Hundreds of hostages die at Russian school
Saturday, September 4, 2004
BESLAN, Russia -- The three-day hostage siege at a school in southern Russia ended in chaos and bloodshed Friday, after witnesses said Chechen militants set off bombs and Russian commandos stormed the building. Hostages fled in terror, many of them children who were half-naked and covered in blood. Officials estimated the death toll at more than 200.
Early today, 531 people remained hospitalized, including 283 children -- 92 of the youngsters in "very grave" condition, health officials said.
Sixty-two hours after the hostage drama began during a celebration marking the first day of the school year, the Russian government said resistance had ended. But sporadic gunfire was still heard hours later and authorities said two more militants had been killed.
Russian President Vladimir Putin made a surprise visit to the town early today and ordered the borders of North Ossetia, the republic where the school is located, closed while any hostage-takers still on the loose are pursued.
Valery Andreyev, Russia's Federal Security Service chief in the region, said 10 Arabs were among 27 militants who were killed. The ITAR-Tass news agency, citing unidentified security sources, reported the hostage-taking was the work of Chechen warlord Shamil Basayev, who had al-Qaida backing.
Russian authorities said they stormed the building after the militants set off explosions and fired shots as emergency teams approached to collect the bodies of several men killed earlier. They said the hostage-takers had given them permission to take the corpses away. Witnesses quoted by Russian media said the militants opened fire on fleeing hostages and then began to escape themselves.
A police explosives expert told NTV television that the commandos stormed the building after bombs wired to basketball hoops exploded in the gymnasium, where many of the children were being held. A captive who escaped told NTV that a suicide bomber blew herself up in the gym.
Channel One TV reported three of the attackers were arrested after trying to escape in civilian dress. Four militants were believed to have escaped. A member of an elite security unit died saving two young girls, ITAR-Tass reported.
Putin's adviser on Chechnya, Aslanbek Aslakhanov, said security forces had not planned to storm the building, but were prompted to move by the first explosions about 1 p.m. Friday. Officials had pledged not to use force.
Alla Gadieyeva, 24, who was taken captive with her 7-year-old son and mother, said the militants displayed terrifying brutality from the start. One gunman, whose pockets were stuffed with grenades, held up the corpse of a man just shot in front of hundreds of hostages and warned: "If a child utters even a sound, we'll kill another one."
When children fainted from lack of sleep, food and water, their masked and camouflaged captors simply sneered, she said, adding that adults implored children to drink their own urine in the intolerable heat of the gym.
Gadieyeva told of three days of unspeakable horror -- of children so frightened they couldn't sleep, of captors coolly threatening to kill off hostages one by one. The gym where they were held was so cramped there was hardly room to move.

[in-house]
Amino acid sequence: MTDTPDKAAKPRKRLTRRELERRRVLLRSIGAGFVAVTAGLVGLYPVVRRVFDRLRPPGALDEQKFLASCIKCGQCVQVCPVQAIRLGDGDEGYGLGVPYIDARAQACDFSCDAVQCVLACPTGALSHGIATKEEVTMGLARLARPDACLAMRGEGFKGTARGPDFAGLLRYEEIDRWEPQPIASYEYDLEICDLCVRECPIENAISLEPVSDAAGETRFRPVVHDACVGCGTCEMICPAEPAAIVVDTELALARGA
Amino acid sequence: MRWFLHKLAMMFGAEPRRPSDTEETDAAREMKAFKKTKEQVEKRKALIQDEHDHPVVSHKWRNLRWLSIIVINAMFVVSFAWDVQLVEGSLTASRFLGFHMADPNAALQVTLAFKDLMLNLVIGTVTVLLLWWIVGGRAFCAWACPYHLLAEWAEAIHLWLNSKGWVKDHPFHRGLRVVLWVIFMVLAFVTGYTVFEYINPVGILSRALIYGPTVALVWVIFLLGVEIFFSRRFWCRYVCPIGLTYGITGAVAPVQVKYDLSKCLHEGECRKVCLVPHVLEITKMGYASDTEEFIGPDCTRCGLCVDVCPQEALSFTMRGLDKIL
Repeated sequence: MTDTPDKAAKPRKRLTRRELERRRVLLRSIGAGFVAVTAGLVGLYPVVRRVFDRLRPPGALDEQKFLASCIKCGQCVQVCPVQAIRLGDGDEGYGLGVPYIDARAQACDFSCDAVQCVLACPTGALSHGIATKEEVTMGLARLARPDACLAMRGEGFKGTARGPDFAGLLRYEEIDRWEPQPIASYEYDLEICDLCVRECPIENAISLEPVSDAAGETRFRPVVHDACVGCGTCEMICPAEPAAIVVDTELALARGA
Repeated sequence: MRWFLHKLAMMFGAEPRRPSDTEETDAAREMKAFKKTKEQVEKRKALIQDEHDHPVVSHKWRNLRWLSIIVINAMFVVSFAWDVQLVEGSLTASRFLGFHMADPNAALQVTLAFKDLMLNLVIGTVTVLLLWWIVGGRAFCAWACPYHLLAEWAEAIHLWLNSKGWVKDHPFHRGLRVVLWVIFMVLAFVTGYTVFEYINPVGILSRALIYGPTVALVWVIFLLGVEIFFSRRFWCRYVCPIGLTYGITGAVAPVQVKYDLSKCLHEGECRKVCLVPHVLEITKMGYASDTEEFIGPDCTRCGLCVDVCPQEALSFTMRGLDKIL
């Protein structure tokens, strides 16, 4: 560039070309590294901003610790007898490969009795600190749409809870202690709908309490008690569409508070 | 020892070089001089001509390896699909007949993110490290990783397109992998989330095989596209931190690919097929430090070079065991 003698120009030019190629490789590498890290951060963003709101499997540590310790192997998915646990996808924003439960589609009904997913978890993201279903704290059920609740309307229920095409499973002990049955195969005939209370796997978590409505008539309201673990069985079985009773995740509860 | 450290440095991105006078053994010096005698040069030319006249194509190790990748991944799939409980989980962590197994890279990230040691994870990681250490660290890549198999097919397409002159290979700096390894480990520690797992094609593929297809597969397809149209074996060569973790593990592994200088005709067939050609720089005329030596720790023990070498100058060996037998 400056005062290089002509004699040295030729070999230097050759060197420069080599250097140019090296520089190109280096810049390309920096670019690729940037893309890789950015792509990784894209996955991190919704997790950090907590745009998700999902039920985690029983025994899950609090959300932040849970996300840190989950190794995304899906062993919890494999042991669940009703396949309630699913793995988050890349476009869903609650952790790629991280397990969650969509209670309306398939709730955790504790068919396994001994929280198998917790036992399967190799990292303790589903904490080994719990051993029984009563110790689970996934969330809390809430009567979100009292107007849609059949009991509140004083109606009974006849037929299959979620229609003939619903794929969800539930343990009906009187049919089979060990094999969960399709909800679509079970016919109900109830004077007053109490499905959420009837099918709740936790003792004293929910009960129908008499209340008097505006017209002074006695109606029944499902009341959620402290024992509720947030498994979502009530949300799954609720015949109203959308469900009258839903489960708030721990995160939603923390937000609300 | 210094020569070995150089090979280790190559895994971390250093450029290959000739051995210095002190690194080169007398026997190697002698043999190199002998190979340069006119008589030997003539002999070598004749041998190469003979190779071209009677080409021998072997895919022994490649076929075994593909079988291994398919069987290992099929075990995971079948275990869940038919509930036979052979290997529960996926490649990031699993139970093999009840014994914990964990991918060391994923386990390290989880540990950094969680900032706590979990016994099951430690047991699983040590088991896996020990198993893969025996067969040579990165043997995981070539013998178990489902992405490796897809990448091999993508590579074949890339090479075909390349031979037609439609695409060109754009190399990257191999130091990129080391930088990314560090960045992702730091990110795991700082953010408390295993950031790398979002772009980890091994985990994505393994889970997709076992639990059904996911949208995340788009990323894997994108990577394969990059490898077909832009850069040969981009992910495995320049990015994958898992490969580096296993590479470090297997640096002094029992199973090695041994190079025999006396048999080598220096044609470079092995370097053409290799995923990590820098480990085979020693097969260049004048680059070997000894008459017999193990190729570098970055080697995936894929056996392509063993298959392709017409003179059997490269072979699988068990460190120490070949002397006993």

"We were in complete fear," said Gadieyeva, who spoke as she lay collapsed with exhaustion on a stretcher outside a hospital. "People were praying all the time, and those that didn't know how to pray -- we taught them."
Gadieyeva and her mother, Irina, were in the school courtyard Wednesday seeing off her son, Zaur, on his first day of school when they heard sounds like "balloons popping."
She thought the noise was part of school festivities. But then five masked gunmen burst into the courtyard, shooting in the air and ordering people to get inside the building. Children, parents and teachers -- Gadieyeva estimated there were about 1,000 in all -- were corralled into a corner on the ground floor and then herded into the gymnasium.
For the rebels, the first order of business was confiscating cell phones. They smashed the phones, then delivered a warning: "If we find any mobile phones, we will shoot 20 people all around you."
On the first day, people got a tiny bit of water to drink, but no food. After that, Gadieyeva said, nothing.
When she asked the rebels for water for her mother, they laughed at her.
"My mother was terrified, and I thought she was having a heart attack. When I saw my son, my mother ... go unconscious, so tired, so thirsty, I wanted it all to come to an end," she said.
During the ordeal, Zaur became so traumatized that he would flinch whenever someone touched him, or even brushed by him, she said. As with most of the other children, his only spells of sleep were the times he fell unconscious from thirst and exhaustion.
As Gadieyeva spoke, she had not yet been reunited with her mother or son, although authorities confirmed to her that they were alive.
Under a grove of trees outside the school, white sheets covered dead bodies, including those of children, on lines of stretchers. Grieving parents and loved ones knelt beside the dead, some of whom were awaiting identification. Nearby, anxious crowds gathered around lists of injured posted on the walls of the hospital buildings.
As Gadieyeva told her tale, townspeople kept coming up, asking her about the fate of their loved-ones.
A man, around 20, asked Gadieyeva if she knew what had happened to one of the captives, a woman.
She's dead, Gadieyeva replied.
The man bit his lip. He nodded.
And then he turned away.